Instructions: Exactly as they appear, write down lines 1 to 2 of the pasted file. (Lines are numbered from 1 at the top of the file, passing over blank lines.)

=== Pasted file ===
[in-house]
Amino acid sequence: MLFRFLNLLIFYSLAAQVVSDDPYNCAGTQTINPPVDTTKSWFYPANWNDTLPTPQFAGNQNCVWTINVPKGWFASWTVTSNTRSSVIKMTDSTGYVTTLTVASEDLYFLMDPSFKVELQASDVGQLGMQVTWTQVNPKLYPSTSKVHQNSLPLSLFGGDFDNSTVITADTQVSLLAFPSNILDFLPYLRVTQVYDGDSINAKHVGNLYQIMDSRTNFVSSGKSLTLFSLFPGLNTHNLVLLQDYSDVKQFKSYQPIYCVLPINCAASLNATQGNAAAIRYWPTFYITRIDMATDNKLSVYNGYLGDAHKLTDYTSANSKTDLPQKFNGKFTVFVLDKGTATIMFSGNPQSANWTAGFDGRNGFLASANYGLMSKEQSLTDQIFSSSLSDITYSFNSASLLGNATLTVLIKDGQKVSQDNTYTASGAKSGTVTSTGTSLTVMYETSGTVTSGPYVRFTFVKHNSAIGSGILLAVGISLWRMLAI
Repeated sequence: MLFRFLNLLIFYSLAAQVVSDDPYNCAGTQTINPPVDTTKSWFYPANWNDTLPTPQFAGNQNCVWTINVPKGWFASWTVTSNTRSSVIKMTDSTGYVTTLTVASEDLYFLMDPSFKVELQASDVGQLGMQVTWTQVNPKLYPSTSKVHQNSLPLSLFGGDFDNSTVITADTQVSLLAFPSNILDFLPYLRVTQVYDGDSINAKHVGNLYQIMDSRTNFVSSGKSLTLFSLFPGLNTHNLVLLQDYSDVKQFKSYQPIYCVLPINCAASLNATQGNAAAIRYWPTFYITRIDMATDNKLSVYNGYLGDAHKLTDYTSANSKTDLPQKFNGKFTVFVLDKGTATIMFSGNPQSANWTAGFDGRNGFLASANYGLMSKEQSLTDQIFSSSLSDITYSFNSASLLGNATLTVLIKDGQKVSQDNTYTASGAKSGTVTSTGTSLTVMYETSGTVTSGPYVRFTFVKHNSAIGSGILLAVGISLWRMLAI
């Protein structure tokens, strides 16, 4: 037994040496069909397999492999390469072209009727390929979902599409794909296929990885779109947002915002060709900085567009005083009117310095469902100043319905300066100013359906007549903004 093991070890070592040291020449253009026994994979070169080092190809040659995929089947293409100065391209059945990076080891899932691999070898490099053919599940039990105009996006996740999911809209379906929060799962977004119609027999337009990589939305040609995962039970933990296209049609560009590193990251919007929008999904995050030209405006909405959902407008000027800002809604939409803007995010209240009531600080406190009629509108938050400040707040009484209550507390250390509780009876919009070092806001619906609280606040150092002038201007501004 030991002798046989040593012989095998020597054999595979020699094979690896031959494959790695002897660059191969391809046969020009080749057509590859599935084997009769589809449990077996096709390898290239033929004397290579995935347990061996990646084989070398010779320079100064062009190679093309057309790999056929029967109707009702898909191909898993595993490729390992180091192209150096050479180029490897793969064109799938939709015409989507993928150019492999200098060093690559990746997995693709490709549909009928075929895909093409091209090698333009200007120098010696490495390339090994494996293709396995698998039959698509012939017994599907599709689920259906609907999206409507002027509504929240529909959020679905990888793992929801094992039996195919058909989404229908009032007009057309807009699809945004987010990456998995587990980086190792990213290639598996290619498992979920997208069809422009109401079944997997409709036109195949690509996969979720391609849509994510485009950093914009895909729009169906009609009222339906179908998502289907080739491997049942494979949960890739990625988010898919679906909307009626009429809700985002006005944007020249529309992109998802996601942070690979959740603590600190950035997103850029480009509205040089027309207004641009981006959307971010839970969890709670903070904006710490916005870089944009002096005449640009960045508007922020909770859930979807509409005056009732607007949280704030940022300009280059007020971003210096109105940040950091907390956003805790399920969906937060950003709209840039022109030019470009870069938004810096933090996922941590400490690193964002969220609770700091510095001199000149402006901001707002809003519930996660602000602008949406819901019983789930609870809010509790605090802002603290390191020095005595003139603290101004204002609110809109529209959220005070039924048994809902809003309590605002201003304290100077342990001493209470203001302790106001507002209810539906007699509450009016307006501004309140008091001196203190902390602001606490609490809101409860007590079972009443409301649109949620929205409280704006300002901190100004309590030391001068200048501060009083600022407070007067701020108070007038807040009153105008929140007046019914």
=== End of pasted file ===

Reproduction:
[in-house]
Amino acid sequence: MLFRFLNLLIFYSLAAQVVSDDPYNCAGTQTINPPVDTTKSWFYPANWNDTLPTPQFAGNQNCVWTINVPKGWFASWTVTSNTRSSVIKMTDSTGYVTTLTVASEDLYFLMDPSFKVELQASDVGQLGMQVTWTQVNPKLYPSTSKVHQNSLPLSLFGGDFDNSTVITADTQVSLLAFPSNILDFLPYLRVTQVYDGDSINAKHVGNLYQIMDSRTNFVSSGKSLTLFSLFPGLNTHNLVLLQDYSDVKQFKSYQPIYCVLPINCAASLNATQGNAAAIRYWPTFYITRIDMATDNKLSVYNGYLGDAHKLTDYTSANSKTDLPQKFNGKFTVFVLDKGTATIMFSGNPQSANWTAGFDGRNGFLASANYGLMSKEQSLTDQIFSSSLSDITYSFNSASLLGNATLTVLIKDGQKVSQDNTYTASGAKSGTVTSTGTSLTVMYETSGTVTSGPYVRFTFVKHNSAIGSGILLAVGISLWRMLAI